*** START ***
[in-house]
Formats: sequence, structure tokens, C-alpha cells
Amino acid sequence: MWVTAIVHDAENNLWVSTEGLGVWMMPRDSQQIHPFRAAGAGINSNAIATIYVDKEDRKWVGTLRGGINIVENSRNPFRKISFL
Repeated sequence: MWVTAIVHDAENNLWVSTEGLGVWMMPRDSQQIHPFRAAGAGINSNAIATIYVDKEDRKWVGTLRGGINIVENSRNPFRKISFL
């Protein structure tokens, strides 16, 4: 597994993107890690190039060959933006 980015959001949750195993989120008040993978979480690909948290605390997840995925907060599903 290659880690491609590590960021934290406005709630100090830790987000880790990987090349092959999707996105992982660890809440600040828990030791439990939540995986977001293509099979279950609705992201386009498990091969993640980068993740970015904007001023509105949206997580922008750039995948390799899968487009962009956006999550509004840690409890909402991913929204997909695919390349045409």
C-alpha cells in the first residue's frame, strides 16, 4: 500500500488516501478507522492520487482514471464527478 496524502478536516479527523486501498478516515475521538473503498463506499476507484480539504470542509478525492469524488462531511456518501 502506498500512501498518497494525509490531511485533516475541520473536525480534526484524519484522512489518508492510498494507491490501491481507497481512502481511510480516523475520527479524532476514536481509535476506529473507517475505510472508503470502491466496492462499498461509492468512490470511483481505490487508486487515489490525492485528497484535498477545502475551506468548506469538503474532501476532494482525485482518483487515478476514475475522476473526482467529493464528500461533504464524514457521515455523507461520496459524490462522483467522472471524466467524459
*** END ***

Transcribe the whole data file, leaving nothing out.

[in-house]
Formats: sequence, structure tokens, C-alpha cells
Amino acid sequence: MWVTAIVHDAENNLWVSTEGLGVWMMPRDSQQIHPFRAAGAGINSNAIATIYVDKEDRKWVGTLRGGINIVENSRNPFRKISFL
Repeated sequence: MWVTAIVHDAENNLWVSTEGLGVWMMPRDSQQIHPFRAAGAGINSNAIATIYVDKEDRKWVGTLRGGINIVENSRNPFRKISFL
């Protein structure tokens, strides 16, 4: 597994993107890690190039060959933006 980015959001949750195993989120008040993978979480690909948290605390997840995925907060599903 290659880690491609590590960021934290406005709630100090830790987000880790990987090349092959999707996105992982660890809440600040828990030791439990939540995986977001293509099979279950609705992201386009498990091969993640980068993740970015904007001023509105949206997580922008750039995948390799899968487009962009956006999550509004840690409890909402991913929204997909695919390349045409």
C-alpha cells in the first residue's frame, strides 16, 4: 500500500488516501478507522492520487482514471464527478 496524502478536516479527523486501498478516515475521538473503498463506499476507484480539504470542509478525492469524488462531511456518501 502506498500512501498518497494525509490531511485533516475541520473536525480534526484524519484522512489518508492510498494507491490501491481507497481512502481511510480516523475520527479524532476514536481509535476506529473507517475505510472508503470502491466496492462499498461509492468512490470511483481505490487508486487515489490525492485528497484535498477545502475551506468548506469538503474532501476532494482525485482518483487515478476514475475522476473526482467529493464528500461533504464524514457521515455523507461520496459524490462522483467522472471524466467524459